About the Study

In order to perform studies of human health and disease, VaxDesign needs to use human blood samples taken from healthy donors. To help investigators in doing this research, VaxDesign has established a "Research Blood Donor Program." You are being asked to take part in this program and donate your blood for use in research studies done by VaxDesign. Blood products collected as part of this program will be obtained through a procedure called mononuclear cell (MNC) aphaeresis donation.

If you agree to take part in this study, you will be asked to complete some forms. This includes a questionnaire asking about your health history, and a form to record your vaccination history, including the most recent dates you were vaccinated for tetanus, flu, hepatitis A, hepatitis B, and meningitis.

If you qualify and agree to the MNC aphaeresis collection, you will be scheduled for an appointment with the Florida's Blood Center. There, you will be asked questions about your general health and medical history.

If you continue to qualify, you will have the MNC aphaeresis collection. You will be asked to lie on a recliner or couch for this procedure. You will have a needle placed into the veins in the bend of both of your elbows. Blood will be collected from one arm, pass through a machine called a blood cell separator, and returned in the other arm. The machine collects the white blood cells in a sterile collection bag, while the remaining red cells, platelets, and plasma are pumped back through the needle in the other arm. The collection process generally takes 2 to 3 hours. After the procedure, you will be asked to stay for observation for 10 to 15 minutes. Should you note any side effects or reactions after leaving the Florida's Blood Center, you may contact the sponsor.

Parts of your blood will be used in VaxDesign's MIMIC® immunotherapy testing system. The MIMIC® System will be challenged with different vaccines to indicate an immune response in the device. Other tests will be done on the blood.

In some cases, VaxDesign may find your blood particularly helpful to their research. You may be offered an opportunity to take part in this study as a repeat donor. This does not indicate that you are carrying a disease or have an increased susceptibility to disease. However, researchers may wish to test your blood samples on repeated occasions. As long as you wish to be in the Research Donor Program, you may be asked to donate blood for more testing. A code (not your name) will be placed on each blood sample used for this research. Only the sponsor and staff members of Florida's Blood Center will be able to trace the code on a blood sample and link it with your name. Under no circumstances will the study staff or VaxDesign ever release your identity to any non-staff member, without your approval.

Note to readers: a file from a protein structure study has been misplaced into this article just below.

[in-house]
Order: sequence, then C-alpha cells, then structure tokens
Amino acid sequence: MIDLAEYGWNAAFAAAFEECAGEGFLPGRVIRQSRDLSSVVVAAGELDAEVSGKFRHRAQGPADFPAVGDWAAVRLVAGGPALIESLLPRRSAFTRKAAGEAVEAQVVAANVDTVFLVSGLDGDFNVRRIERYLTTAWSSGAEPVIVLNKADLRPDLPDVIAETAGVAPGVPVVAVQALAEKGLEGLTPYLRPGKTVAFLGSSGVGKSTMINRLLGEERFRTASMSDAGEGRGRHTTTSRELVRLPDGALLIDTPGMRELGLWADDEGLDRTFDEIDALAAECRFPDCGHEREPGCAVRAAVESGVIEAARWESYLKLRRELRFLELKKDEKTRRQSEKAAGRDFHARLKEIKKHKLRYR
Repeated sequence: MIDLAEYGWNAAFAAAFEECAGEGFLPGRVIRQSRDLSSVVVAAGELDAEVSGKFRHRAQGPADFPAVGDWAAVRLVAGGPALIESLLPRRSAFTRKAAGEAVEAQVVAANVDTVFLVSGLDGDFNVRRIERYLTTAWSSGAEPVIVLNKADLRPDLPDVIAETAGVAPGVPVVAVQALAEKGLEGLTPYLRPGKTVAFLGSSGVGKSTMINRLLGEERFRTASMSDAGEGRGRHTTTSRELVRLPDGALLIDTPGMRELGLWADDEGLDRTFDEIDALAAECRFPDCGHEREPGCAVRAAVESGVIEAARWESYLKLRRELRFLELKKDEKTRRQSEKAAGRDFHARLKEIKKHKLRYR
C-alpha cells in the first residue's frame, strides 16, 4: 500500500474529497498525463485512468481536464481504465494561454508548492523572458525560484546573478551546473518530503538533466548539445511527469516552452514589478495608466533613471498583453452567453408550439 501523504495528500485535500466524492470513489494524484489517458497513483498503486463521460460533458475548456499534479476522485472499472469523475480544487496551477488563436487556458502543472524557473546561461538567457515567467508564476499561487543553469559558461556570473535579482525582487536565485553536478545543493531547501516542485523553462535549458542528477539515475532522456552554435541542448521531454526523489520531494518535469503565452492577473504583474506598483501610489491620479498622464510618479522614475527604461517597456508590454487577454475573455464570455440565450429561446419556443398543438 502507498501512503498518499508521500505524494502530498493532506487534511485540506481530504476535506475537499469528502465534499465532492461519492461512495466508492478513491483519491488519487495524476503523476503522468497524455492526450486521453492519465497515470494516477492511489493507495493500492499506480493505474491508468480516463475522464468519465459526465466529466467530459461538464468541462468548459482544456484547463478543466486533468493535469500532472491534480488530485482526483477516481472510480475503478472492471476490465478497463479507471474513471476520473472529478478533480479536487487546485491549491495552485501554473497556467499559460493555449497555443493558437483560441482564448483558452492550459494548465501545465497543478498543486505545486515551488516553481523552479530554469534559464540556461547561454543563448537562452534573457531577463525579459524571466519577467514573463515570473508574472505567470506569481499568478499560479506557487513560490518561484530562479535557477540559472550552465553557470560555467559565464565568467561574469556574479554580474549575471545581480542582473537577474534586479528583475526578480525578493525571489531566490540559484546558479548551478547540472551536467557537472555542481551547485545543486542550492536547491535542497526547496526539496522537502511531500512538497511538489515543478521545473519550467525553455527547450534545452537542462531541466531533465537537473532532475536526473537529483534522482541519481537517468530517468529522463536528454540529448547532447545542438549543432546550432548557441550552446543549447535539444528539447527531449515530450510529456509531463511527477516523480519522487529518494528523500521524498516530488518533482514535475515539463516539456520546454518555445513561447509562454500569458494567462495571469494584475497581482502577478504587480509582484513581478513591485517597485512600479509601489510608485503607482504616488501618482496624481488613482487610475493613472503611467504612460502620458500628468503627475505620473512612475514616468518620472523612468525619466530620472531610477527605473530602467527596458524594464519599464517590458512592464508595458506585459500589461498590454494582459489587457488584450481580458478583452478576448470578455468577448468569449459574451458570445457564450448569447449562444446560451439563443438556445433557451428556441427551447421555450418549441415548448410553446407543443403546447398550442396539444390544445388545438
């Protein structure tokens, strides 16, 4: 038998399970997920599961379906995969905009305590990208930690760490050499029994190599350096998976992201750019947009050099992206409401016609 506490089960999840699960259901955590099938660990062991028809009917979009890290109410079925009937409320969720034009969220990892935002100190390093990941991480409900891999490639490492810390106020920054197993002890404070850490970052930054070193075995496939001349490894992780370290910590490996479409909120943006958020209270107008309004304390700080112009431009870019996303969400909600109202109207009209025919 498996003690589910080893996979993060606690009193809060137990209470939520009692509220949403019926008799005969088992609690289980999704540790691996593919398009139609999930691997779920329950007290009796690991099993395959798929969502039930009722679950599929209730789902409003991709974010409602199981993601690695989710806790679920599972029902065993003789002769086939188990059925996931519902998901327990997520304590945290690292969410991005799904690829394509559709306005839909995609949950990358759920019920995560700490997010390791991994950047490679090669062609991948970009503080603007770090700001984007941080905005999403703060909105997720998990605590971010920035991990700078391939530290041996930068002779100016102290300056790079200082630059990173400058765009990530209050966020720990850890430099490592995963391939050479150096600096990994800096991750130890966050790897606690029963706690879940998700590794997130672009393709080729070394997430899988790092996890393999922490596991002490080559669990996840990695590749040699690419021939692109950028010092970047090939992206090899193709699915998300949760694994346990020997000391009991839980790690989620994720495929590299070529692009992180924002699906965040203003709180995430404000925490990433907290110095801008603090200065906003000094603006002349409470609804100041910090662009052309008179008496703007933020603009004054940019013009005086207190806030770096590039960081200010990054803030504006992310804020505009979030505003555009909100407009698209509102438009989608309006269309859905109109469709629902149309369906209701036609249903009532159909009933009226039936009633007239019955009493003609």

What Will Happen During the Study

You will give blood (about 4 teaspoons) before and after each donation for general disease screening and to measure blood cell counts. Your blood will be tested for:

  • HIV virus.
  • Hepatitis B virus.
  • Hepatitis C virus.
  • West Nile Virus.
  • Rapid Plasma Reagin (a test for the bacteria that causes Syphilis)
  • Human T-lymphotropic virus (HTLV).

If these tests are positive or reveal some disorder or disease, you will be told. You will not be able to take part if certain viruses or disorders are found in your blood. The Florida's Blood Center staff may be required to report results of certain tests (such as the HIV or Hepatitis tests) to local health authorities.

The Florida's Blood Center will inform you of any diseases or conditions revealed through the blood screening done to see if you qualify for the MNC aphaeresis collection. If this happens, you will follow up with your regular health care provider, if necessary.

The sponsor does not plan to provide you with the results of any research lab tests involving use of your samples, or any other research data or results. These results will, in general, be experimental and provide no diagnostic relevance to any medical condition. In many cases, additional research may be necessary to determine whether these results are meaningful.